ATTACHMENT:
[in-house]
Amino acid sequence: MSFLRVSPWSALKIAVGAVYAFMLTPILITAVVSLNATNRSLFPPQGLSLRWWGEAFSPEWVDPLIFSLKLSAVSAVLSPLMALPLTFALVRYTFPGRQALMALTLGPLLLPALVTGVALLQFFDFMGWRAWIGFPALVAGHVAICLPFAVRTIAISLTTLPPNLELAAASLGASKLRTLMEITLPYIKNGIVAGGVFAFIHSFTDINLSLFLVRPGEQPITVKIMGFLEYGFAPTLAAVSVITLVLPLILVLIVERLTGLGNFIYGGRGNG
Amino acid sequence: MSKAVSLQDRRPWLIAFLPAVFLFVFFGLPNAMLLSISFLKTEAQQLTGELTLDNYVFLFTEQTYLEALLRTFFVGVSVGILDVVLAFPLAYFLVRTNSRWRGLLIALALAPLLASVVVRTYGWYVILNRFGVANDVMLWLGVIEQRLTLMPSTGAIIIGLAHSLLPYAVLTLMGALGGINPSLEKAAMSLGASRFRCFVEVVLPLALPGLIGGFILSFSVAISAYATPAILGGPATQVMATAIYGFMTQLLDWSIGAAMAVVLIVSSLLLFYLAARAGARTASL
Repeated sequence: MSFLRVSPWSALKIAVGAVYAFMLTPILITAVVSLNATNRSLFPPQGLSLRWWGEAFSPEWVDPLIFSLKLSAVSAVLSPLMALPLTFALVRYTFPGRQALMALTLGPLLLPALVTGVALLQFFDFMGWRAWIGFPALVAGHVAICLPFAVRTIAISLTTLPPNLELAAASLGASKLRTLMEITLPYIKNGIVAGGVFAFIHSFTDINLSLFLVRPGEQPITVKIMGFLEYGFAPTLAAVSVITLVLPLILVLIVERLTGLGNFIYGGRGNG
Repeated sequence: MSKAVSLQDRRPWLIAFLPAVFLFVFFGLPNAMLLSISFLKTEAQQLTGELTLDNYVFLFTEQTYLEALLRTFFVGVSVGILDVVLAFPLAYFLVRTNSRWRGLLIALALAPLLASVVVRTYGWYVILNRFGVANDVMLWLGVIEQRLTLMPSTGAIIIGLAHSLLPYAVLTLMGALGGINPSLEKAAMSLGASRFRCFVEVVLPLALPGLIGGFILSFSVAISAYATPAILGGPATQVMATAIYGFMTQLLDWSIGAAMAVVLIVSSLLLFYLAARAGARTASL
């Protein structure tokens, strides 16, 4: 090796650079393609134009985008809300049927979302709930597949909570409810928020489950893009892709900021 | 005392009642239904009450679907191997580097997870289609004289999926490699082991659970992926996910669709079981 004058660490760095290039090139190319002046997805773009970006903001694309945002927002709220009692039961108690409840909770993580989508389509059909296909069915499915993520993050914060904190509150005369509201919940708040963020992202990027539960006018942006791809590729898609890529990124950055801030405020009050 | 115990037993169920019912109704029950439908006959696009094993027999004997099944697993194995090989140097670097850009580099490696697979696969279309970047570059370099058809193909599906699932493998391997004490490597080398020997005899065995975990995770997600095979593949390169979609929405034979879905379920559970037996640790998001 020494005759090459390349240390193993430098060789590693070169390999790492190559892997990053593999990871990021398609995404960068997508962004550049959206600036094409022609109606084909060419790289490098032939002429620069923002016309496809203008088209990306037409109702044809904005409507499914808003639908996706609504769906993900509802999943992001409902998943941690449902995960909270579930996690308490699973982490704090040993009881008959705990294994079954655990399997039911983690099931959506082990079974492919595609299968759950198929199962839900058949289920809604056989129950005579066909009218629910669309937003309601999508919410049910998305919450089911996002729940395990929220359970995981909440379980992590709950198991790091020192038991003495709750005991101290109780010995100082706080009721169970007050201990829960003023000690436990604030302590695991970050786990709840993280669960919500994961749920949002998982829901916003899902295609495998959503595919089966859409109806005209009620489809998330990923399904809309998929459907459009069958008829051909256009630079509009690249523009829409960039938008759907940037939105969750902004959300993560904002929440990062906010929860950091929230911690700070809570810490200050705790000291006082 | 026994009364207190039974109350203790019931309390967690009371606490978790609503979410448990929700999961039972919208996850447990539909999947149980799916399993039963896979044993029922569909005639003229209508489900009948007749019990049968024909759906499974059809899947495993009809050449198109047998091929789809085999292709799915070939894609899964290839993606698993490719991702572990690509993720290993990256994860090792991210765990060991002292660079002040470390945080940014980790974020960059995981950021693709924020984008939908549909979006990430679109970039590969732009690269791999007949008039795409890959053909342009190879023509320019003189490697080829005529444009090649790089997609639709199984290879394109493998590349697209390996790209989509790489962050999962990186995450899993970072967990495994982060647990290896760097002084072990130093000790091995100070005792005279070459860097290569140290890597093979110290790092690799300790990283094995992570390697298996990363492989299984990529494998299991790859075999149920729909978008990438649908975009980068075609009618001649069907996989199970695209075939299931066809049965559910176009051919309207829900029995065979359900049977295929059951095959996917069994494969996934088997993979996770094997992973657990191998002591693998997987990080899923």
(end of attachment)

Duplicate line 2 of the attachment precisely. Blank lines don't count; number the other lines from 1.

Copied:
Amino acid sequence: MSFLRVSPWSALKIAVGAVYAFMLTPILITAVVSLNATNRSLFPPQGLSLRWWGEAFSPEWVDPLIFSLKLSAVSAVLSPLMALPLTFALVRYTFPGRQALMALTLGPLLLPALVTGVALLQFFDFMGWRAWIGFPALVAGHVAICLPFAVRTIAISLTTLPPNLELAAASLGASKLRTLMEITLPYIKNGIVAGGVFAFIHSFTDINLSLFLVRPGEQPITVKIMGFLEYGFAPTLAAVSVITLVLPLILVLIVERLTGLGNFIYGGRGNG